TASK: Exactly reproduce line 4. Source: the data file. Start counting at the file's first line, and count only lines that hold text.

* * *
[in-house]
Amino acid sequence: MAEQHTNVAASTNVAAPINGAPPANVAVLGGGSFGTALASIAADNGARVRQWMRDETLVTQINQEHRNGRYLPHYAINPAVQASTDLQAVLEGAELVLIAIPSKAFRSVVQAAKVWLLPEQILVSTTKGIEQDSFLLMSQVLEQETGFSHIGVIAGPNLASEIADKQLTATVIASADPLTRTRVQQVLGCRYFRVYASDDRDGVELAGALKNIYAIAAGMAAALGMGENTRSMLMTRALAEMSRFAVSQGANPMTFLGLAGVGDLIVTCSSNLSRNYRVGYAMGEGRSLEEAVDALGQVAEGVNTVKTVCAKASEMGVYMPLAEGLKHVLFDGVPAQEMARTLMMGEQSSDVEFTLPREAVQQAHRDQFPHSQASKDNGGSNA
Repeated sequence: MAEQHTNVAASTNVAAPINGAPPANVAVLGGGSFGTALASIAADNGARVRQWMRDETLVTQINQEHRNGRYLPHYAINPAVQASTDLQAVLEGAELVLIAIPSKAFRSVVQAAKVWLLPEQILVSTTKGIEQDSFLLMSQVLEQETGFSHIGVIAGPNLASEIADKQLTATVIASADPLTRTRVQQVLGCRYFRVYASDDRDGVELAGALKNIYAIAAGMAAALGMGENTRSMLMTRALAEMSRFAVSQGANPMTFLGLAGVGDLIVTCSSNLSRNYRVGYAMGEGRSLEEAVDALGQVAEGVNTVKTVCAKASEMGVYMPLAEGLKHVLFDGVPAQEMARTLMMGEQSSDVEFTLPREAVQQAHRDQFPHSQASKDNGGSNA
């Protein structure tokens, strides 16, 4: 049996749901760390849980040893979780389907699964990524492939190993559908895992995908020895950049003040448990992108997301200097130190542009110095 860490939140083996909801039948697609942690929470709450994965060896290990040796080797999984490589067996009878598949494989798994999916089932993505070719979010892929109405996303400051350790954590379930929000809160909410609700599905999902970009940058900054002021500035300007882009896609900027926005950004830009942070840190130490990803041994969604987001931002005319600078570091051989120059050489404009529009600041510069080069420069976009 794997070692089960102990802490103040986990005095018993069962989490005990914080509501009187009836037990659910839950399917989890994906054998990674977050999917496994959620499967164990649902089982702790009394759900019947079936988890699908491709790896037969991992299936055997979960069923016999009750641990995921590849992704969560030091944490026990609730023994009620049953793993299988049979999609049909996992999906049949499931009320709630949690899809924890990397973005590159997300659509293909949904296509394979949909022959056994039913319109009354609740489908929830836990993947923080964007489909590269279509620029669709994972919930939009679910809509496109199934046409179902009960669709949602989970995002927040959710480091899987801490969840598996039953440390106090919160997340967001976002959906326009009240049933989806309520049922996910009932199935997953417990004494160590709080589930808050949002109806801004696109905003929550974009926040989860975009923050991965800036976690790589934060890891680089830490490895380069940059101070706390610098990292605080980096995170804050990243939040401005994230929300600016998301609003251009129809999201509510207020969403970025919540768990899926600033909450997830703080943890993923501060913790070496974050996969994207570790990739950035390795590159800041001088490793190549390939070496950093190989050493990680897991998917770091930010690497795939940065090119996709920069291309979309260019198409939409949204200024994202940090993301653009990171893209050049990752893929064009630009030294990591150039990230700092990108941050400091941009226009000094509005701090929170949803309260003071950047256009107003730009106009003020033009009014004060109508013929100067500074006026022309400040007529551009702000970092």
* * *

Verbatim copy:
């Protein structure tokens, strides 16, 4: 049996749901760390849980040893979780389907699964990524492939190993559908895992995908020895950049003040448990992108997301200097130190542009110095 860490939140083996909801039948697609942690929470709450994965060896290990040796080797999984490589067996009878598949494989798994999916089932993505070719979010892929109405996303400051350790954590379930929000809160909410609700599905999902970009940058900054002021500035300007882009896609900027926005950004830009942070840190130490990803041994969604987001931002005319600078570091051989120059050489404009529009600041510069080069420069976009 794997070692089960102990802490103040986990005095018993069962989490005990914080509501009187009836037990659910839950399917989890994906054998990674977050999917496994959620499967164990649902089982702790009394759900019947079936988890699908491709790896037969991992299936055997979960069923016999009750641990995921590849992704969560030091944490026990609730023994009620049953793993299988049979999609049909996992999906049949499931009320709630949690899809924890990397973005590159997300659509293909949904296509394979949909022959056994039913319109009354609740489908929830836990993947923080964007489909590269279509620029669709994972919930939009679910809509496109199934046409179902009960669709949602989970995002927040959710480091899987801490969840598996039953440390106090919160997340967001976002959906326009009240049933989806309520049922996910009932199935997953417990004494160590709080589930808050949002109806801004696109905003929550974009926040989860975009923050991965800036976690790589934060890891680089830490490895380069940059101070706390610098990292605080980096995170804050990243939040401005994230929300600016998301609003251009129809999201509510207020969403970025919540768990899926600033909450997830703080943890993923501060913790070496974050996969994207570790990739950035390795590159800041001088490793190549390939070496950093190989050493990680897991998917770091930010690497795939940065090119996709920069291309979309260019198409939409949204200024994202940090993301653009990171893209050049990752893929064009630009030294990591150039990230700092990108941050400091941009226009000094509005701090929170949803309260003071950047256009107003730009106009003020033009009014004060109508013929100067500074006026022309400040007529551009702000970092």